LAUSD relying on credit recovery to halt steep decline in graduation rate
Craig Clough | November 5, 2015
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After years of rising graduation rates, LA Unified is facing a stunning reversal this year, with recent estimates showing that no more than 49 percent of seniors are on pace to receive a diploma in 2016.
But there may be a chance to avoid the sudden drop.
With graduation rates growing steadily over the last four years for which data is available, peaking in 2013-14 at 70 percent, and no major surprises for the class of 2014-15 expected, the class of 2015-16 is facing a true crisis. According to district officials and internal documents obtained by LA School Report, the only real hope to avoid a plunge is successful implementation of new credit recovery programs, which have only just begun in recent months.
The credit recovery programs involve seniors who lack enough credits to graduate taking extra classes offered during free periods, after school, on Saturdays and during the upcoming Thanksgiving and winter breaks. In at least two of LA Unified’s six local districts a large number of seniors have already enrolled.
“It’s our goal make sure every student who is missing course work in 2016 has an opportunity to take a course,” said Christopher Downing, superintendent of Local District South.
How did LA Unified end up heading toward such a dramatic downtown? Essentially, it began in 2005, when the school board passed a resolution raising the bar on graduation requirements. The new requirements, known as A though G, go into effect for the first time for this year’s graduating class and call on students to pass a series of courses that would make them eligible for admission into California’s public universities.
The A-G plan also required all students for the class of 2017 to earn a at least a C grade in each course to graduate. Then in June of this year, the board lowered the standard to a D as an effort to improve graduation rates.
Meanwhile, the district has embarked on two studies for the future. The June resolution called on the superintendent’s office to develop a long-term plan to go into effect for the 2016-2017 school year, leaving the class of 2016 caught in the middle. An A-G task force also produced a comprehensive report last month, but much of it is broader and long term without immediate solutions for the class of 2016 other than credit recovery.
Internal district documents show just how dire the situation may become if the credit recovery programs are not successful: Projections show that in each of the six districts, the A-G completion rate for 2016 would be 50 percent or less.
Superintendent Ramon Cortines noted in an internal memo to the school board that “LAUSD has other graduation requirements, such as service learning, which means the total percentage of students on track to graduate might be lower (than 49 percent).”
In the spring, Cortines restructured the overall district, creating six local districts and giving them greater autonomy in solving problems, including A-G challenges.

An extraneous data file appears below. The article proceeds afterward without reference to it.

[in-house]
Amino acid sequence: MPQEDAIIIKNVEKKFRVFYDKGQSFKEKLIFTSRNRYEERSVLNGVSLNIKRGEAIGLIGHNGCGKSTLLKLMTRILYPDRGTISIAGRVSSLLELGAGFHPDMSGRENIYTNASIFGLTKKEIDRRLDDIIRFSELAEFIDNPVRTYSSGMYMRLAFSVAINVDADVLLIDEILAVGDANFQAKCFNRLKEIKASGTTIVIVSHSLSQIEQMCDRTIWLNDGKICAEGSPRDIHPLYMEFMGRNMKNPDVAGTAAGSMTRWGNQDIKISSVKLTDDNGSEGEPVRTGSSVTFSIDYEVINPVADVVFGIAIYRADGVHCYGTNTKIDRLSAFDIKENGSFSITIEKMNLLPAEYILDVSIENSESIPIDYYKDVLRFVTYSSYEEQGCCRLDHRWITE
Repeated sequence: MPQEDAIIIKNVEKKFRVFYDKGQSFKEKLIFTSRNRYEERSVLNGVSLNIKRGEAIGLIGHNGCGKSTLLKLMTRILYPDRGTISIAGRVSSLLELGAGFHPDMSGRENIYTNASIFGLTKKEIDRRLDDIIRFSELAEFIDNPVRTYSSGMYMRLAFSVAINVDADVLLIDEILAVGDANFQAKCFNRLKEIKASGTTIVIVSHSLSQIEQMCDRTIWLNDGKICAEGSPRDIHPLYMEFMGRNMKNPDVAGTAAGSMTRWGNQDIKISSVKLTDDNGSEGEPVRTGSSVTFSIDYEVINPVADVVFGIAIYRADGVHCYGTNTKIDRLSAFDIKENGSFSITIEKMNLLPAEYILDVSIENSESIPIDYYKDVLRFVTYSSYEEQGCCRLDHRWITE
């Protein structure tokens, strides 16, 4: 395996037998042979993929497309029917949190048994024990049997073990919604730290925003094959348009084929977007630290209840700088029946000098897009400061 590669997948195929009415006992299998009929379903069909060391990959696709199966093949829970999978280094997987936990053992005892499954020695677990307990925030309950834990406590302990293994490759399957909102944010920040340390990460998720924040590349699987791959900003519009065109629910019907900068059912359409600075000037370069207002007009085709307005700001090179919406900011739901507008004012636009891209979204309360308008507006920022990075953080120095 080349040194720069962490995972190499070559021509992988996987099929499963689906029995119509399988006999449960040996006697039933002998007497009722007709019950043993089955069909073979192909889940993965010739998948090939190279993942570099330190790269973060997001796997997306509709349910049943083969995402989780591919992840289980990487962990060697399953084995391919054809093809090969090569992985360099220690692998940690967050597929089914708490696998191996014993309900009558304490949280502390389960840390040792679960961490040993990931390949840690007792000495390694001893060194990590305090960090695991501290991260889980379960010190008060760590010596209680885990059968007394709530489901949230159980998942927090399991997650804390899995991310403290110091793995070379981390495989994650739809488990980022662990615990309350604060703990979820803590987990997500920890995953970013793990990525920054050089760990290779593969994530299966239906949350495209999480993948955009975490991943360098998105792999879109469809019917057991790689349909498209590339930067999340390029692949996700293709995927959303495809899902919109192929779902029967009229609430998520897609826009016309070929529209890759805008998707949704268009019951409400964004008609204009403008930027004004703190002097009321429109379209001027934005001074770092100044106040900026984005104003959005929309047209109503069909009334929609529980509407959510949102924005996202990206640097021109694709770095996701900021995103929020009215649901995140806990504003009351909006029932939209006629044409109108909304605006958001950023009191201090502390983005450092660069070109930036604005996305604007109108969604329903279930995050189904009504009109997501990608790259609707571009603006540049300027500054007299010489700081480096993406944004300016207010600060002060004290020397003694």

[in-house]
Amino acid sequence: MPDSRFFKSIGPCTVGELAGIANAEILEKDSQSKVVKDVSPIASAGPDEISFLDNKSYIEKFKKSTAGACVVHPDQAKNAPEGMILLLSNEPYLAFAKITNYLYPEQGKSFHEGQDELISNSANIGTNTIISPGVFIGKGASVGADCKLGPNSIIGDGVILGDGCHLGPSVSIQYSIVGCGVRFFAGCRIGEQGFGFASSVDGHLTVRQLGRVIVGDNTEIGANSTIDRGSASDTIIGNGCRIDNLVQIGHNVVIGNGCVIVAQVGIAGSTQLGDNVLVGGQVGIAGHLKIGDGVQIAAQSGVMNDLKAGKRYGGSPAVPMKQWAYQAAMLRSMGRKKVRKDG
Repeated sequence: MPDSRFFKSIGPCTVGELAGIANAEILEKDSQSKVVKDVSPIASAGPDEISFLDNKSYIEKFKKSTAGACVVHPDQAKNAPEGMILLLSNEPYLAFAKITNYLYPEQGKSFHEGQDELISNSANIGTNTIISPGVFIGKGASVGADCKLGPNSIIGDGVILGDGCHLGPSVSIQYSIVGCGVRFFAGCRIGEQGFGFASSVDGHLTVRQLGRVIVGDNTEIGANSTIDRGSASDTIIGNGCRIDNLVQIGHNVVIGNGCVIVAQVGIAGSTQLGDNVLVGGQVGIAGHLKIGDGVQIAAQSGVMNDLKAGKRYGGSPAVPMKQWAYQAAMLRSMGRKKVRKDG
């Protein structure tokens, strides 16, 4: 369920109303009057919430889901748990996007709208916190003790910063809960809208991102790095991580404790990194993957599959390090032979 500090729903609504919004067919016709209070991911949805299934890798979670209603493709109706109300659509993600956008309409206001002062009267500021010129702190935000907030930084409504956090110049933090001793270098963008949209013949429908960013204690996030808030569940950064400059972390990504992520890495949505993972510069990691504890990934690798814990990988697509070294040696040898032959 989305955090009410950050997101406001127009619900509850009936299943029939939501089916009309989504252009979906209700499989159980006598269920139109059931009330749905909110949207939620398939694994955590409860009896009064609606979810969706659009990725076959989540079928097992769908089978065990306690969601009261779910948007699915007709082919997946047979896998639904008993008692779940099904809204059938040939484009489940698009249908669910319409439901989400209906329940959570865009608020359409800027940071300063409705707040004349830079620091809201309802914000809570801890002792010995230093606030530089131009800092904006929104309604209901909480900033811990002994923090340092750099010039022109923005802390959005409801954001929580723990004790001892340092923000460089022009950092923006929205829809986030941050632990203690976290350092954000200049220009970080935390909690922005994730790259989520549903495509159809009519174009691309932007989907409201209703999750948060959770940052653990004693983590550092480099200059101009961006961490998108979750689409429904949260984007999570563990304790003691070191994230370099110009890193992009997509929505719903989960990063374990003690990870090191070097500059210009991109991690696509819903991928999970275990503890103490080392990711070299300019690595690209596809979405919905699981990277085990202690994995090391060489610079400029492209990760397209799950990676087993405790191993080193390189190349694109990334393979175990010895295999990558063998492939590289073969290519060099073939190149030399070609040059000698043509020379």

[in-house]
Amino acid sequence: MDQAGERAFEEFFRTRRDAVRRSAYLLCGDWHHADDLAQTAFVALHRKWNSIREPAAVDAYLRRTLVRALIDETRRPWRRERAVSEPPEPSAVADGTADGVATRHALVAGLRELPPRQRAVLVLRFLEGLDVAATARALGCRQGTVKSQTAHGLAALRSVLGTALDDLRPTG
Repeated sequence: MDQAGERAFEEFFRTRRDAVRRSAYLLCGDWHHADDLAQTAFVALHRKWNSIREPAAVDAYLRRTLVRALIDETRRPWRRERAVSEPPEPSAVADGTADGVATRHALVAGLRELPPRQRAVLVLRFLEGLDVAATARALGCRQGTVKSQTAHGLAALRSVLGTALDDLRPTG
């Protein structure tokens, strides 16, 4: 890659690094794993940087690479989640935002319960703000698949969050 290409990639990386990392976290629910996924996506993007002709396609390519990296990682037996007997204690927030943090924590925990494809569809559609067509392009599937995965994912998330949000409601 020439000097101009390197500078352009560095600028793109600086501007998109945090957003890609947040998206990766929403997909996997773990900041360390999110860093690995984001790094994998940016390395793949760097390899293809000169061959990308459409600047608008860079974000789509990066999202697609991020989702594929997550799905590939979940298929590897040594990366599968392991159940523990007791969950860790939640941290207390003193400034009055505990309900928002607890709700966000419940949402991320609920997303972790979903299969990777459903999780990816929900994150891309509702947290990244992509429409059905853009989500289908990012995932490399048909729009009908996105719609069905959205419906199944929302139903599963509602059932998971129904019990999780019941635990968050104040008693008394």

“In the spirit of decentralization, the Division of Instruction would like to honor autonomy and innovation by providing each Local District Superintendent with the current A-G data for each school,” reads one document titled Decentralization of the A-G Plan.
Frances Gipson, local superintendent of the East District, agreed that the A-G decentralization plan is one of the first big examples of the new autonomy, and said, “I think you are going to see different models in different areas.”
“It is a little bit more (autonomous), and we appreciate the opportunity to have a nuanced approach. Different local districts chose different paths based on their knowledge of the community,” Downing said.
In the South District the plan for credit recovery hinges very strongly on a new online program called Edgenuity. Students will be taking the classes mostly on Saturdays or after school, and it involves either a teacher running the class along with a computer program — known as blended learning — or an all-online course known as virtual learning.
Through eight five-hour sessions, students are tested and quizzed in courses they have already taken but did not pass. If they can prove proficiency they receive a “C” grade.
In the South, 53 percent, or 2,635 students, are currently off course on A-G completion, but Downing said 1,342 seniors out of approximately 1,500 that are missing six or fewer A-G courses have already signed up for Edgenuity. If even half of the 1,500 students successfully complete the programs they need, it would raise the A-G completion rate to 62 percent in the South. If almost all of them did, it would raise it to around 77 percent.
Downing expressed a great deal of optimism that the program would make significant improvements to the 2016 graduation rate.
“I had an opportunity to visit five classrooms this weekend, and the students were truly engaged in the work and excited about this opportunity,” he said.
In the East district, Gipson said Edgenuity is being implemented on a wide scale, but other credit recovery programs are also being used at a high level. Every senior in the district short of an A-G course has been enrolled in some type of credit recovery program that will be beginning within the next few weeks, Gipson said.
With the aggressive credit recovery programs showing so much early success, it does raise one question: Why wasn’t this done before? But that’s a question that spans 10 years, many school board members and several LA Unified superintendents. Gipson, who only was promoted to her role in July, said she didn’t have an answer but is pleased that it is happening now.
“As we are coming out of one of the worst financial times in educational history, as a leader I’m happy it is happening now for kids and we can put the resources behind it make sure it happens for kids,” Gipson said.